To Thomas Sim Lee
Richmond Nov. 2. 1780.
In the course of examination of a British deserter this morning some information was given interesting to the state over which your Excellency presides and which therefore I think it my duty to communicate. He calls himself Peter Christian; says he is a native of New York, was taken in Fort Montgomery; that after being kept two years in prison he was induced to enlist into the British service in hopes it would give him an opportunity of making his escape: that he was then carried to Long island where he has been kept on duty till he was embarked on board the fleet now in this state, and made his escape the first day he was put on shore. Being questioned as to the object of this expedition he said he could not pretend to affirm what it was but that it was commonly said in the army that after they should have drawn the force of this state down to Suffolk, where they now are, they meant to go up to Baltimore, and that he particularly heard Colo. Fanning (in whose regiment he was a Serjeant) say that he had no doubt of eating his Christmas dinner in Baltimore. The man appears credible and affectionate to his country as far as we can judge from his appearance; but how far we are to credit the reports prevailing in their army, or what his Colo. might say in his presence is a very different question. Your Excellency will judge in this for yourself. The removal of their plunder on Ship-board has induced an opinion with some that they are about to embark. The settlement of the refugees in their own houses and other symptons contradict this opinion. Their movements here have been truly incomprehensible. I rather believe that Ld. Cornwallis had expected to have been in this state at this time, that they were intended to join him here; that his precipitate flight has left them without an object, and that they wait for further orders. But we have not data enough to confide in any opinion. They are beleived to be from 2500 to 3000 strong under the command of Majr. Genl. Leslie and convoyed by the Romulus of 40 guns, the Blonde of 32, the Delight sloop of 16 guns and a 20 gun ship of John Goodrich’s, and two row gallies under Commodore Gayton. On this contemptible naval force hangs the fate of an army; and yet comtemptible as it is and without a possibility of protection but from itself it does not appear to be in danger. Should any further intelligence be received corroborating the information from the deserter it shall be immediately forwarded.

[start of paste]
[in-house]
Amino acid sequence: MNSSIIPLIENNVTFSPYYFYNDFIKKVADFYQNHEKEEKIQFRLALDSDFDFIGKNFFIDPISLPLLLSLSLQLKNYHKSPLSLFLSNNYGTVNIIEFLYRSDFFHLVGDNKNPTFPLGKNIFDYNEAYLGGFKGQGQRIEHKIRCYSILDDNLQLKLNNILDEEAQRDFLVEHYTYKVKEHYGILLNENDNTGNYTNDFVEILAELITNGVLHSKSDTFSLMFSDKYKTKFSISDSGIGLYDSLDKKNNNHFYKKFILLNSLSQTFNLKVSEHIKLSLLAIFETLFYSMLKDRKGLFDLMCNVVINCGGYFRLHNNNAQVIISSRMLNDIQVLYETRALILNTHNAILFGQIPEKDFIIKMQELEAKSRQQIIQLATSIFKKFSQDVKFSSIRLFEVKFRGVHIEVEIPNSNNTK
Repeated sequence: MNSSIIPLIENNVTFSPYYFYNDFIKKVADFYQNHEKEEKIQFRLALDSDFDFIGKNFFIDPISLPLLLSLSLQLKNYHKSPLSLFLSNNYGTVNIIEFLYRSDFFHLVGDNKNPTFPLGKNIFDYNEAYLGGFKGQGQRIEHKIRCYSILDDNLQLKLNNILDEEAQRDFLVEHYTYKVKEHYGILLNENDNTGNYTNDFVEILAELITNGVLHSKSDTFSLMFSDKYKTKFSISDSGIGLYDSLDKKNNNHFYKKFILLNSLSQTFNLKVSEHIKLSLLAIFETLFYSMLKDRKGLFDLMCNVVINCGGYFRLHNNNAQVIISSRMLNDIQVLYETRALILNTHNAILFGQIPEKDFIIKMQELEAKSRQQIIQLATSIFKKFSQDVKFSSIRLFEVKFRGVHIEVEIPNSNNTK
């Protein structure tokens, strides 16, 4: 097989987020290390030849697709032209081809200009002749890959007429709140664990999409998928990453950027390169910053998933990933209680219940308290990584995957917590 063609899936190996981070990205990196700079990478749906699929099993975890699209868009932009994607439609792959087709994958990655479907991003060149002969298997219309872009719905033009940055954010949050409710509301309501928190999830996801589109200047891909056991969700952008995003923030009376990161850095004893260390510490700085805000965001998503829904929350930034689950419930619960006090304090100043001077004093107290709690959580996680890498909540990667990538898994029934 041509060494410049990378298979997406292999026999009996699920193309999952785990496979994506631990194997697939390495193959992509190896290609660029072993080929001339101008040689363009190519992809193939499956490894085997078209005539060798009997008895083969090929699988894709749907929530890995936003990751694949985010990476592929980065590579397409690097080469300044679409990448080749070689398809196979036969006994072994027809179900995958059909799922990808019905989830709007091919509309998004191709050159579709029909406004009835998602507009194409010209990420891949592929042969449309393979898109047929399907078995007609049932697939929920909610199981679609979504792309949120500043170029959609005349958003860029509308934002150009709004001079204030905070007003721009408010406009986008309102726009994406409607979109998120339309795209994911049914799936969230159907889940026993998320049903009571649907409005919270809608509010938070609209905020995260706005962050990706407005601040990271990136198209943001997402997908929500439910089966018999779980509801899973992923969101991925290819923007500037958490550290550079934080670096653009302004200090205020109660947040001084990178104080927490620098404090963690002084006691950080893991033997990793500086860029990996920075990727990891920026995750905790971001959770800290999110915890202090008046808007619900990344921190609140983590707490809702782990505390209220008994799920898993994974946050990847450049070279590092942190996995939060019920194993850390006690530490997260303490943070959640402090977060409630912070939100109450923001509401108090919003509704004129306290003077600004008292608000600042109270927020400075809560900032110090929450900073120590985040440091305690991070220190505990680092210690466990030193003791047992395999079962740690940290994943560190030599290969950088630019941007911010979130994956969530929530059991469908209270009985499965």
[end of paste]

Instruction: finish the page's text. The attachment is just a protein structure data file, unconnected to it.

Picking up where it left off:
I have the honor to be with all possible respect Your Excellency’s most obedt. & most humble servt,
RC (John Work Garrett Library, Baltimore, 1946; now MdBJ); endorsed: “Novr. 1780 Govr. Jefferson.”
A copy of TJ’s letter was enclosed in a letter from the Maryland Council of 6 Nov. 1780 to Andrew Buchanan, lieutenant of Baltimore co., Md., advising Buchanan to hold the militia of Baltimore Town and its vicinity “in Readiness, at a short Notice” (Md. Archives, xliii, 351). See also Maryland Council to Col. Moses Rawlings, 6 Nov. 1780, containing instructions for provisioning Fort Frederick (same, p. 350–1).